Created By: PsychoFreaX on February 21, 2013 Last Edited By: NESBoy on February 22, 2013

Selective Butterfly

Changing history only changes a single concept when a lot more should be changed

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Sorry I'm still trying to make the laconic shorter. Can anyone help with that?

Anyway, this is a subtrope of Butterfly of Doom. Theoretically if you were to travel back in time and kill someone famous like say, Thomas Edison(hypothetically!), not only will he have never invented the light bulb(in fact, it's more likely that someone else would eventually figure it out), but many more alterations would be made in the present. For example, people's relationships with others, their career status or if they were ever even born. Not so much in fiction.

If you take the above example then fictional time travel will usually only make alterations to only selectively erase all of Edison's inventions. That is the Selective Butterfly, when changing history through time travel, even from far back in the prehistoric time, only changes one concept, when realistically a whole lot more should be changed as a result, but remain untouched.

Also see In Spite of a Nail for the complete aversion of Butterfly of Doom.


  • Chrono Trigger is probably the biggest offender there is. Somehow, if you don't defeat the reptites in the 65000 BC and they become the dominant species, their civilization will develop in the exact same pattern as humanity and the altered 1000 AD will be almost the exact replica of the original. But with reptites instead of people. There are other examples too that includes NP Cs from different eras.
  • A Simpsons Treehouse of Horror episode had a story with Homer and a time traveling toaster that sends him back to the prehistoric age where he mistakenly killed a mosquito. Throughout the episode he goes back and forth in time and killing different creatures in the past ("Don't touch anything? I'll touch whatever I feel like!"). The resulting changes in the present include Ned Flanders ruling the world, everyone has frog tongues, the world gets submerged underwater or no donuts. Somehow though, Homer's family or even the layout of the neighborhood remain untouched.
Community Feedback Replies: 13
  • February 21, 2013
    marcoasalazarm
    OK, so this is a variation of In Spite Of A Nail?

    Sounds like a good idea, actually.
  • February 21, 2013
    StarSword
  • February 21, 2013
    m8e
    Can we add "or maybe someone already did" after the Fridge Logic pothole?
  • February 21, 2013
    PsychoFreaX
    I don't see much point in doing so, unless you can explain.
  • February 21, 2013
    randomsurfer
    In an episode of Star Trek The Next Generation Picard dies on the operating table and Q gives him the opportunity to go back and change his past (specifically, to not get stabbed in the heart as a Starfleet cadet, which is what ultimately neccessitates the operation Picard dies during). Q promises Picard that apart from his personal timeline, nothing else in history will change. "Frankly Picard, you're not that important."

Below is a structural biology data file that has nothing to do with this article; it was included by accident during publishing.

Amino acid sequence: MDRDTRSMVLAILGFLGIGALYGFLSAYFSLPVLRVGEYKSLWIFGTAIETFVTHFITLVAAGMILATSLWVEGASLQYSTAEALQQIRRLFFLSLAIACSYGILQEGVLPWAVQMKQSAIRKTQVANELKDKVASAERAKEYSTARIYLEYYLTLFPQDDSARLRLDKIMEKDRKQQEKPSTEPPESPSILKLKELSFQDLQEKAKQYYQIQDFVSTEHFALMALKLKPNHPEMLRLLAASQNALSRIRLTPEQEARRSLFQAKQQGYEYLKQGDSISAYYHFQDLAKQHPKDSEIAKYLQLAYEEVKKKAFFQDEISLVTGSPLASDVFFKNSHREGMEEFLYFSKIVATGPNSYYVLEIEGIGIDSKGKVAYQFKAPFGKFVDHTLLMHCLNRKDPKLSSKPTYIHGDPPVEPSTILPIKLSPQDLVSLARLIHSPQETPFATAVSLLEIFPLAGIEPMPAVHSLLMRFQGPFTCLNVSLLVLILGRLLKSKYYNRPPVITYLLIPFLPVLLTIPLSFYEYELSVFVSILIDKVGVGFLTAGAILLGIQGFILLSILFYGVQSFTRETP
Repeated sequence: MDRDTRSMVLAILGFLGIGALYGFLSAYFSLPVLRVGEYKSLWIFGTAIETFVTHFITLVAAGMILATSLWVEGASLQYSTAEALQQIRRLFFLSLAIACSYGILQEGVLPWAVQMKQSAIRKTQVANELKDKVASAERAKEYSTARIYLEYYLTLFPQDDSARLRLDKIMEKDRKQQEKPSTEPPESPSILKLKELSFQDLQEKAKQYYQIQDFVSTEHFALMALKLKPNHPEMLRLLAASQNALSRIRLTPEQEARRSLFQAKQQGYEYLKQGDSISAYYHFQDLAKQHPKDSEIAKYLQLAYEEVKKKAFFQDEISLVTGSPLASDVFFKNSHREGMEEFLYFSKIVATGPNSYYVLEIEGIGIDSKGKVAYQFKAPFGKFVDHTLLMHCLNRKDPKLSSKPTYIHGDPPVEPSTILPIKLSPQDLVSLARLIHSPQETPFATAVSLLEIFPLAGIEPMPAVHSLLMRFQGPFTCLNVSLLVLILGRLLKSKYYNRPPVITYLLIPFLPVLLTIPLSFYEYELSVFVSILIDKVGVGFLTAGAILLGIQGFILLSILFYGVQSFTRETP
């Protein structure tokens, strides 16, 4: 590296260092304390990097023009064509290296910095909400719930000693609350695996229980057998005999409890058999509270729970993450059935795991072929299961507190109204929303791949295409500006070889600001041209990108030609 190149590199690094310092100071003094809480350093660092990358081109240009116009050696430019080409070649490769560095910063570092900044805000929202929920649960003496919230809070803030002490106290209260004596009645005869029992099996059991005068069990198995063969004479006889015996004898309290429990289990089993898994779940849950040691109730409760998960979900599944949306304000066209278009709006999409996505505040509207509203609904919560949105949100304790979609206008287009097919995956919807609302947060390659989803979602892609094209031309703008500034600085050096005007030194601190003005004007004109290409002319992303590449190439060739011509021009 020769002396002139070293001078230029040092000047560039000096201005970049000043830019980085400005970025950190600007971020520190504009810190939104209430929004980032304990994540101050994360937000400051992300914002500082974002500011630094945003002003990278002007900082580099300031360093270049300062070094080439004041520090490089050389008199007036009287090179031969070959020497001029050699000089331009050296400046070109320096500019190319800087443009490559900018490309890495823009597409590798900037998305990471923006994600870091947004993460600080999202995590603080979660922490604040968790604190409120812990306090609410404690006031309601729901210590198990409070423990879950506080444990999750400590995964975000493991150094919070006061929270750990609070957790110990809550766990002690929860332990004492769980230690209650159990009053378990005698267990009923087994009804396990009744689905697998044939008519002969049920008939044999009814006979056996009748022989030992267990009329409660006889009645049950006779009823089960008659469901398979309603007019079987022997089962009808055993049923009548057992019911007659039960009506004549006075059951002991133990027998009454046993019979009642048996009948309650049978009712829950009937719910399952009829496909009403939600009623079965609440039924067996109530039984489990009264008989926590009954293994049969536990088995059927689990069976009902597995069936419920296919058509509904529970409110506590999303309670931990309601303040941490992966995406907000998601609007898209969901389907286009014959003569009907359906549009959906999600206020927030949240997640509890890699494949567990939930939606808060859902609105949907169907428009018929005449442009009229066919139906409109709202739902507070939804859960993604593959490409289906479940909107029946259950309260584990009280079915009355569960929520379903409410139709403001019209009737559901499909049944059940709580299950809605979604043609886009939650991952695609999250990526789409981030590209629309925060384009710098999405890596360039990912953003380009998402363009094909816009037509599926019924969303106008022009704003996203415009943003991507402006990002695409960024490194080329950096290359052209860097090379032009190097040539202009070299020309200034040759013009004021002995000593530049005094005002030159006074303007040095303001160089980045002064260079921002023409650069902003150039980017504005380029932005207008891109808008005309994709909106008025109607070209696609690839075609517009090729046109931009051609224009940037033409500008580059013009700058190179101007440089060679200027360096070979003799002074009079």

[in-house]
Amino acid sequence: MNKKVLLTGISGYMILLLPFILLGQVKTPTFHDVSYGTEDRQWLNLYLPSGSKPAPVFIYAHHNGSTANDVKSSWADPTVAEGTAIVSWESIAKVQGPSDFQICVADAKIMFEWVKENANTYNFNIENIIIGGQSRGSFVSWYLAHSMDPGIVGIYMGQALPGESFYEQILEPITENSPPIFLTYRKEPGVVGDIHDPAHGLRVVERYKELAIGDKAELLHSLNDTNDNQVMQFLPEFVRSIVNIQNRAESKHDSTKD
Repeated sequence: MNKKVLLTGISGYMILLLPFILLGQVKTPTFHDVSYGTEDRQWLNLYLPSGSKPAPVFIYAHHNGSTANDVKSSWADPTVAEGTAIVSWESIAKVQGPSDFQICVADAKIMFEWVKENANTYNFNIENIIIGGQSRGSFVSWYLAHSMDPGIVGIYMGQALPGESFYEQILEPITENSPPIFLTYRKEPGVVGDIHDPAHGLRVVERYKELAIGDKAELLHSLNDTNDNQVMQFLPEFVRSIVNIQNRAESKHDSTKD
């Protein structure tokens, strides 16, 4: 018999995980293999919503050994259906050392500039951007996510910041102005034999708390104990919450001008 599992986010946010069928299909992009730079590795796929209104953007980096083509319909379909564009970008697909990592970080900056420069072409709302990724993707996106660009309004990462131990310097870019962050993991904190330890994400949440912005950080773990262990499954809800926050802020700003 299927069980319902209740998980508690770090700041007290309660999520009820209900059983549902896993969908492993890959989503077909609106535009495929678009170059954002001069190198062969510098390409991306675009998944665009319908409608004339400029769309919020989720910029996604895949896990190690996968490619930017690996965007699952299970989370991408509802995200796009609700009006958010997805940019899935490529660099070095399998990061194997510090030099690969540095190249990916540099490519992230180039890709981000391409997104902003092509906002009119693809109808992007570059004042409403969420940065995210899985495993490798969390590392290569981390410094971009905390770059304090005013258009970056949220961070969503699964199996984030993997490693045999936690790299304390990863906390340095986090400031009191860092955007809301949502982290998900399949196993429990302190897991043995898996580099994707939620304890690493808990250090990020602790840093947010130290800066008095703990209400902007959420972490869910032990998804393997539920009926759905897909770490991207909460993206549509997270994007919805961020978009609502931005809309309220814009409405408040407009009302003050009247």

• February 21, 2013
    PaulA
    I'm not really seeing how this is different from In Spite Of A Nail.
  • February 22, 2013
    PsychoFreaX
    In Spite Of A Nail is an aversion of Butterfly Of Doom, this isn't. Downplayed? Maybe though.
  • February 22, 2013
    m8e
    ^^^^ Edison didn't invent/patent the first light bulb, or the the light bulb we use today(or used a few years ago). About eight people made incandescent light bulb before Edison, the light bulbs we use today use tungsten filaments instead of carbon and those bulbs was first patented by Alexander Just and Franjo Hanaman.

    Maybe someone traveled back in time to kill Edison but messed things up...
  • February 22, 2013
    Larkmarn
    This is definitely covered by In Spite Of A Nail.
  • February 22, 2013
    Stratadrake
    I don't see how. In Spite Of A Nail is very comparable to Butterfly Of Doom (which if I recall correctly is described as "In Spite Of A Nail applied to Time Travel"). What I want to see is how this is splittable from Butterfly Of Doom itself (or, for that matter, Butterfly Nets)....
  • February 22, 2013
    Duncan
    If I understand correctly, Butterfly Of Doom is "make one change to the past, get undesired terrible consequences because You Cant Fight Fate", and In Spite Of A Nail is "make one small change and it will eventually have HUGE consequences you didn't intend". This is "make small change to the past and something will happen very specific to that change".

    Is that right?

  • February 22, 2013
    TrueShadow1
    ^No, "make one small change and it will eventually have HUGE consequences you didn't intend" is For Want Of A Nail. In Spite Of A Nail is the opposite.
  • February 22, 2013
    Larkmarn
    In Spite Of A Nail specifically covers things like the fact that if you make a specific change in the past, it won't change as much as it logically should (despite introducing space travel in 1920, for example, you will still be born in 1980 or what have you and live in the same house, just more futuristic).

Three days must pass before this YKTTW is Launchworthy or Discardable

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